### INTRODUCTION

### DIAGNOSTIC TEST ACCURACY

^{*}index is another useful global estimate of test accuracy for comparing sROC curves and is defined at the point where sensitivity equals specificity on an sROC curve. A Q

^{*}value of 1.0 indicates 100% accuracy (i.e., sensitivity and specificity of 100%) [8].

### METHOD OF META-ANALYSIS OF DIAGNOSTIC TEST ACCURACY

### 1. Describing the results of individual studies

### 2. Searching for heterogeneity

*I*

^{2}value, which quantifies the effect of heterogeneity and does not depend on the number of studies or the type of outcome data.

*I*

^{2}values range from 0-100% and represent the proportion of inter-study variability that can be attributed to heterogeneity rather than chance (

*I*

^{2}=100%×(Q-df)/Q) [13].

*I*

^{2}values of 25%, 50%, and 75% are interpreted as low, moderate, and high estimates, respectively.

### 3. Testing for the threshold effect

### 4. Deciding on the model for statistical pooling

### 5. Dealing with heterogeneity

### 6. Interpreting meta-analysis results of diagnostic tests

### AN EXAMPLE OF A META-ANALYSIS OF DIAGNOSTIC TESTS

*I*

^{2}from 0-100%, which represents the proportion of inter-study variability attributable to heterogeneity rather than to chance [12]. We used a random effects model to combine the sensitivity, specificity, PLR, NLR, and DOR estimates due to heterogeneity, and analyzed the sROC curves. The Q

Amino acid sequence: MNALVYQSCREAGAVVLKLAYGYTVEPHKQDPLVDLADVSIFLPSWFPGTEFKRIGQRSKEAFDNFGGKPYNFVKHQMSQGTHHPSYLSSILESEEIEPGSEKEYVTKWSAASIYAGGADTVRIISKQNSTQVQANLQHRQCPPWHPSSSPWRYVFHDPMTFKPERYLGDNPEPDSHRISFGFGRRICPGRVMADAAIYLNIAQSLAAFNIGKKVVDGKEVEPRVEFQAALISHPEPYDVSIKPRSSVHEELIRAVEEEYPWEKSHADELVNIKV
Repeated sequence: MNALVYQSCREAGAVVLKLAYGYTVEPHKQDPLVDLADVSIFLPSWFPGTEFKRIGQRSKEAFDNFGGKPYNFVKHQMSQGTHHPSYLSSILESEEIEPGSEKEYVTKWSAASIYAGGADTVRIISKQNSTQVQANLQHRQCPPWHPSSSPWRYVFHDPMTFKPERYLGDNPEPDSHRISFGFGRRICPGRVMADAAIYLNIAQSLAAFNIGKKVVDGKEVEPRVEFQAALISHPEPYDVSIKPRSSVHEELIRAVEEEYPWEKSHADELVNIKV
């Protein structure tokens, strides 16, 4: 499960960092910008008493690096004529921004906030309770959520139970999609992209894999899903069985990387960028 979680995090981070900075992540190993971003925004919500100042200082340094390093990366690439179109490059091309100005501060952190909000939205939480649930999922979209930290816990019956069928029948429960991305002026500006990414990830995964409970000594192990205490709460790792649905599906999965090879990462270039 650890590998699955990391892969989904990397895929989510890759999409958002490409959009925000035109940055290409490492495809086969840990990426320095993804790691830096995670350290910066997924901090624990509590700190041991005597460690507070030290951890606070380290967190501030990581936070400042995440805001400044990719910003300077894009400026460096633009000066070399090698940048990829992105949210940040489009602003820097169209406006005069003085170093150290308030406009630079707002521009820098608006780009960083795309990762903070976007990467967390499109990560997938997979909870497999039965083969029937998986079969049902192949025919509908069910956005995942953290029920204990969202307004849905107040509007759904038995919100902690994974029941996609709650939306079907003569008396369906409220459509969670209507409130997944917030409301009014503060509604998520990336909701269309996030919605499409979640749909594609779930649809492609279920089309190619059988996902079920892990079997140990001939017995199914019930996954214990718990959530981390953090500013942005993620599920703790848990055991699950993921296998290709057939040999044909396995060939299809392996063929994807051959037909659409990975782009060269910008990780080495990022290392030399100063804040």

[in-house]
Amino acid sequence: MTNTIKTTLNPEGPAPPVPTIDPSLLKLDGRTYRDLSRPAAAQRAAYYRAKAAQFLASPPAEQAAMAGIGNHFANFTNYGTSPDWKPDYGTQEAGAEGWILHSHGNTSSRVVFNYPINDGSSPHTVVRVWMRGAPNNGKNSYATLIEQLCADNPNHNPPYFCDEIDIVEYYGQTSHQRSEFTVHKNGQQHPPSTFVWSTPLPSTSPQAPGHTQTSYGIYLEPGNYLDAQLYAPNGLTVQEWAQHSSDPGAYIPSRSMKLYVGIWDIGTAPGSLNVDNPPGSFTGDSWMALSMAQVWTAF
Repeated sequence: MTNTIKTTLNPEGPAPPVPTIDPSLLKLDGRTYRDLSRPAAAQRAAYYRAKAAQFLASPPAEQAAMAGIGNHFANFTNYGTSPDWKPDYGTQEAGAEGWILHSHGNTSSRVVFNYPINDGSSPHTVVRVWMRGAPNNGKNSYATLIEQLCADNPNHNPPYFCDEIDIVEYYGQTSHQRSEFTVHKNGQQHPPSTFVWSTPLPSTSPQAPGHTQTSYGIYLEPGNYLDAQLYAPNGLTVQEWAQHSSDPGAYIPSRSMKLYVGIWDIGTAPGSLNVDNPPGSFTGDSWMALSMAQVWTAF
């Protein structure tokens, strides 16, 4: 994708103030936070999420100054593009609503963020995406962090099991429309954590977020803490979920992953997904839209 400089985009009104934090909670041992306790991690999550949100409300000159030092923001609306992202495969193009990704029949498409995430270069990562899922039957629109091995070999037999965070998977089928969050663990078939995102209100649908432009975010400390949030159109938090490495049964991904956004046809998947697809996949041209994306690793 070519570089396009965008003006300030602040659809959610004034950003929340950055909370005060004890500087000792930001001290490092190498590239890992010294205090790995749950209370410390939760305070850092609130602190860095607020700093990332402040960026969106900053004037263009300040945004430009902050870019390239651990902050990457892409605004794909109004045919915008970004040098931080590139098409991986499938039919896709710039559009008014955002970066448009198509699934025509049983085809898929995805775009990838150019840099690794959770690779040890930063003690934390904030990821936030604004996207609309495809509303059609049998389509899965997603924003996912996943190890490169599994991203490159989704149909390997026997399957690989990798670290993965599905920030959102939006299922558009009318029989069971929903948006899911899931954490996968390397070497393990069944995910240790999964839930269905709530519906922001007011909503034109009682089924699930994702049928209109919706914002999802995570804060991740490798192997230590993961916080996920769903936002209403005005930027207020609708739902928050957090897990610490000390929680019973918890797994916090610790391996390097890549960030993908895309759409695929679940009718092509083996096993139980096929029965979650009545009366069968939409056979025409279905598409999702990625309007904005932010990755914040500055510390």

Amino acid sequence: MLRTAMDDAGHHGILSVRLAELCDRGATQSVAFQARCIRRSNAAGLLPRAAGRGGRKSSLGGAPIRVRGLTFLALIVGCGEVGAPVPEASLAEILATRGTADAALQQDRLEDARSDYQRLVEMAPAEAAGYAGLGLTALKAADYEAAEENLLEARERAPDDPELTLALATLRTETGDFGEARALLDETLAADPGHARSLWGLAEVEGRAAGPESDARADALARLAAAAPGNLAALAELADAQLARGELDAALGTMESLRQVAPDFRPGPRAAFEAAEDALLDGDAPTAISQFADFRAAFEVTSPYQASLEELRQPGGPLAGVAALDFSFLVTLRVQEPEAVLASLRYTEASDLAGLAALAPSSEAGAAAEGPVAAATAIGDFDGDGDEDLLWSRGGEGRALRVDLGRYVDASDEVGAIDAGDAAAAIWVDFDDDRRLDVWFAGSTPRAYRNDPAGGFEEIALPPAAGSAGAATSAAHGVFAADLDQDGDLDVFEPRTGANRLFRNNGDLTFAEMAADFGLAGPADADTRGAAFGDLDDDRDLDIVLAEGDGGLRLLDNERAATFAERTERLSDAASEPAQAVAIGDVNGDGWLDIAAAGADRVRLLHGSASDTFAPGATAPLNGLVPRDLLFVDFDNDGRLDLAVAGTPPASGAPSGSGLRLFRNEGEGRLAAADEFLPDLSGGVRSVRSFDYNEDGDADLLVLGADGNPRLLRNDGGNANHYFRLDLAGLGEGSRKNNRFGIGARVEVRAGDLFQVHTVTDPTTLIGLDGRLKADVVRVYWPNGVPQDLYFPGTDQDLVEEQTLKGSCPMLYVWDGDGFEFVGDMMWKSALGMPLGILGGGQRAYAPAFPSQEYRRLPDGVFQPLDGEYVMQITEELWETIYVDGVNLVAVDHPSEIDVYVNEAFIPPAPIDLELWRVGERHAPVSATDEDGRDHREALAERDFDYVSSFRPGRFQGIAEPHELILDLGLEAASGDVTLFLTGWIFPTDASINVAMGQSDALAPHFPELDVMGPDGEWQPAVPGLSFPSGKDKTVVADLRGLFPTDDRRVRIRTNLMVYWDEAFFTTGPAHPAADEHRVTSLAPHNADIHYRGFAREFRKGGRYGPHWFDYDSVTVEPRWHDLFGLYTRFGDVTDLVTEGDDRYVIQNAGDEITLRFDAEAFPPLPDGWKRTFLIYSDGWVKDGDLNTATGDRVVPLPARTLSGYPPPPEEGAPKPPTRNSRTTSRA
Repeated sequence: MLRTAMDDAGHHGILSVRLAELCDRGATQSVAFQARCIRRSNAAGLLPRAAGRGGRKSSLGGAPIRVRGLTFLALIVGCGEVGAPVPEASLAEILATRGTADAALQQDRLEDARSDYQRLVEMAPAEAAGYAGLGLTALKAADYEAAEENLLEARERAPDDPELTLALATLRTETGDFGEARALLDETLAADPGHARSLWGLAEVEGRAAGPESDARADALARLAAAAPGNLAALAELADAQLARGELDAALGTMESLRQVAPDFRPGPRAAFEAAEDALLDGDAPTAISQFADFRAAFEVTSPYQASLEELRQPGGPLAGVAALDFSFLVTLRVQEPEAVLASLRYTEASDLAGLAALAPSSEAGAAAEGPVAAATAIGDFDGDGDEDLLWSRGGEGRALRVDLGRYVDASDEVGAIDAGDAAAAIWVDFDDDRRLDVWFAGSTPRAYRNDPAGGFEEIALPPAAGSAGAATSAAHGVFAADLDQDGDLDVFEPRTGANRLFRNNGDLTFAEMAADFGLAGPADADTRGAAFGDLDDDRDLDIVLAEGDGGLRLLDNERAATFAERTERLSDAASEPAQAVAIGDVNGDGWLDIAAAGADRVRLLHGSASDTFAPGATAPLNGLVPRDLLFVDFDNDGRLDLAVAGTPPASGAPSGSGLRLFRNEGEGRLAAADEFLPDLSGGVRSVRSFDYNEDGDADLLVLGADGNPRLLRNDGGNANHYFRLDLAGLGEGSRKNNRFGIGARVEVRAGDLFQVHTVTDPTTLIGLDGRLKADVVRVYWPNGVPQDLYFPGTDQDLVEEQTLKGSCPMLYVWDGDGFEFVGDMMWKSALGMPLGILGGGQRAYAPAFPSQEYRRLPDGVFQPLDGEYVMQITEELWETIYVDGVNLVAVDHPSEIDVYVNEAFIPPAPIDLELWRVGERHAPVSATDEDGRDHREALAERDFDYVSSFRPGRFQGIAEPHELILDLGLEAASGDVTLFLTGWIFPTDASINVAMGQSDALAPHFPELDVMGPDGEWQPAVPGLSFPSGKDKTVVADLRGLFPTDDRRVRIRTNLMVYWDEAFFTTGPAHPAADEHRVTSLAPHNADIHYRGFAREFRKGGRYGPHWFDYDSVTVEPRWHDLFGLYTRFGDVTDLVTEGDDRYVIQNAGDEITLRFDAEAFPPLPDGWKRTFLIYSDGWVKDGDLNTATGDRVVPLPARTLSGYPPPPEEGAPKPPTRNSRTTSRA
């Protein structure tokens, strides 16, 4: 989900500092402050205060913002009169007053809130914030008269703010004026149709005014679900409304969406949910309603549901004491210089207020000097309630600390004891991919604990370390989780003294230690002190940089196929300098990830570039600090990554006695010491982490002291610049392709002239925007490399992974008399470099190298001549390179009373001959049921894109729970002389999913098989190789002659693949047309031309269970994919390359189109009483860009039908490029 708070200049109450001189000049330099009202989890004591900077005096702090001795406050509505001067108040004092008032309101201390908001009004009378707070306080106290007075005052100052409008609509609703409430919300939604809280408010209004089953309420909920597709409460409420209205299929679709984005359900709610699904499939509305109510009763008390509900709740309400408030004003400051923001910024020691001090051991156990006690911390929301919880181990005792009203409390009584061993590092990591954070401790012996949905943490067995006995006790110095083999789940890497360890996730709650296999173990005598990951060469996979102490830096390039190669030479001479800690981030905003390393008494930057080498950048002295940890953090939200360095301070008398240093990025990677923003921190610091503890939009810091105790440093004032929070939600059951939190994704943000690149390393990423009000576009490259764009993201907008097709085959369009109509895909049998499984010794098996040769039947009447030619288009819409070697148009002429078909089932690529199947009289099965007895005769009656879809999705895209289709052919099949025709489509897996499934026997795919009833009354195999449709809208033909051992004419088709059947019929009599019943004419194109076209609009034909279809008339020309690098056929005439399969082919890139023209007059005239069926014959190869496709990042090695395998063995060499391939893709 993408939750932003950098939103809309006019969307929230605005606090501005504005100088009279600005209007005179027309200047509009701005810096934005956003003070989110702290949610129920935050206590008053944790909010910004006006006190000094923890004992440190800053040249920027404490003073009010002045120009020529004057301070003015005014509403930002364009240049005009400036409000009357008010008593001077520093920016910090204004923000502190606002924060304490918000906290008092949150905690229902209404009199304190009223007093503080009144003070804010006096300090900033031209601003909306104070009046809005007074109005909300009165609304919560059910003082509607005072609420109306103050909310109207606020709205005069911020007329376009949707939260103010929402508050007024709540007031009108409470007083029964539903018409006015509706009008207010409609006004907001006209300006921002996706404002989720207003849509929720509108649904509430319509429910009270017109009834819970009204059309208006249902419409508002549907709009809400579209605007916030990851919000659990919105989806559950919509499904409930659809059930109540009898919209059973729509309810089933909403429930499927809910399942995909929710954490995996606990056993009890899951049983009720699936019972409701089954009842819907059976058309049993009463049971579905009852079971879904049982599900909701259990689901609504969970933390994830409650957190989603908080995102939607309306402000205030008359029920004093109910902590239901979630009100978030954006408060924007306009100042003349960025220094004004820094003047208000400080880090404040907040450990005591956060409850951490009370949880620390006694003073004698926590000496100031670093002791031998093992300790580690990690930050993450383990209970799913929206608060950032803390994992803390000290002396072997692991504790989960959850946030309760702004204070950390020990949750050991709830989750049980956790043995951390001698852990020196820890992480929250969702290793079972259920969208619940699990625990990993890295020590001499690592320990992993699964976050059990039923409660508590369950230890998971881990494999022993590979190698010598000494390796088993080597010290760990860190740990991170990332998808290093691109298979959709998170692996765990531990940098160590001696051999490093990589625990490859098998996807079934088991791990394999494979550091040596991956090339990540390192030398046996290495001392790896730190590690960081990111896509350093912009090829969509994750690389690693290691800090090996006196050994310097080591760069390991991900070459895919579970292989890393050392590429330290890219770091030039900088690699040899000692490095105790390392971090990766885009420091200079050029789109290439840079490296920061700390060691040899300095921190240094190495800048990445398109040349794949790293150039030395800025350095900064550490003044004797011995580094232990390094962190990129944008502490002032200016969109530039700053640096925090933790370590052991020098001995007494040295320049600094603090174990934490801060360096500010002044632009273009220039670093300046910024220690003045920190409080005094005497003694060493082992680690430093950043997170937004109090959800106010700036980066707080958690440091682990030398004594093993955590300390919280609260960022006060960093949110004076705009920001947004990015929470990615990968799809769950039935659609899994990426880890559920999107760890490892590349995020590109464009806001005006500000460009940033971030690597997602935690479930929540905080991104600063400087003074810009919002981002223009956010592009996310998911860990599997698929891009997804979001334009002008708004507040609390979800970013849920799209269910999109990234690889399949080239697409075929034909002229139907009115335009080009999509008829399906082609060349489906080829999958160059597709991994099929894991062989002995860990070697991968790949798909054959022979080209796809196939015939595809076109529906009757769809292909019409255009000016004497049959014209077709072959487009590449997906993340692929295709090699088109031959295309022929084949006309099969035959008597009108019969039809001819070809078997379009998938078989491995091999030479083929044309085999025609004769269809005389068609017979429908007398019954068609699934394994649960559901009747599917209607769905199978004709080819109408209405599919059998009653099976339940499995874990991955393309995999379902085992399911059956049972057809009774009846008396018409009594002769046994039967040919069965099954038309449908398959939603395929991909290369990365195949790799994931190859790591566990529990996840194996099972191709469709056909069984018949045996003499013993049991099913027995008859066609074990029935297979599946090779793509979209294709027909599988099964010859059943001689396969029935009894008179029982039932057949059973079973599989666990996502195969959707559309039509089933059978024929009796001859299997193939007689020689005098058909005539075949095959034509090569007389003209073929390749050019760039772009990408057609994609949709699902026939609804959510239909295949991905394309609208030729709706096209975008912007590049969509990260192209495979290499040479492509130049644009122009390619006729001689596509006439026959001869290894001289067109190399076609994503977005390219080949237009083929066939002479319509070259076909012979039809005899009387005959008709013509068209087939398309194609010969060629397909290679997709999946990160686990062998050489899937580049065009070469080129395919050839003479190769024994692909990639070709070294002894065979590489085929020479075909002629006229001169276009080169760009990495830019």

^{*}index is another useful global estimate of test accuracy for comparing sROC curves. Statistical manipulations for this meta-analysis were performed with Meta-DiSc, version 1.4 (Hospital Universitario Ramon y Cajal, Madrid, Spain) [17]. Inter-study heterogeneity observed in a meta-analysis indicates variability in results across studies. A threshold effect is the most important cause of heterogeneity. Different sensitivities and specificities due to various study conditions cause different threshold effects. We checked Spearman's correlation coefficient between the logit of sensitivity and the logit of 1-specificity to assess the presence of a threshold effect. To examine the potential sources of heterogeneity observed in the meta-analysis, meta-regression was performed with the following covariates: 1) study quality, 2) sample size, 3) study design, and 4) diagnostic criteria.

^{*}index was 0.833, indicating a high diagnostic accuracy. A Spearman's rank correlation test showed no evidence of a threshold effect (Spearman's correlation coefficient=0.2674; P=0.488). Meta-regression showed that study quality, sample size, study design, and diagnostic criteria were not significant sources of heterogeneity in the meta-analysis. The meta-analysis of diagnostic tests demonstrates that MSGB has a high diagnostic accuracy and plays an important role in the diagnosis of pSS [18].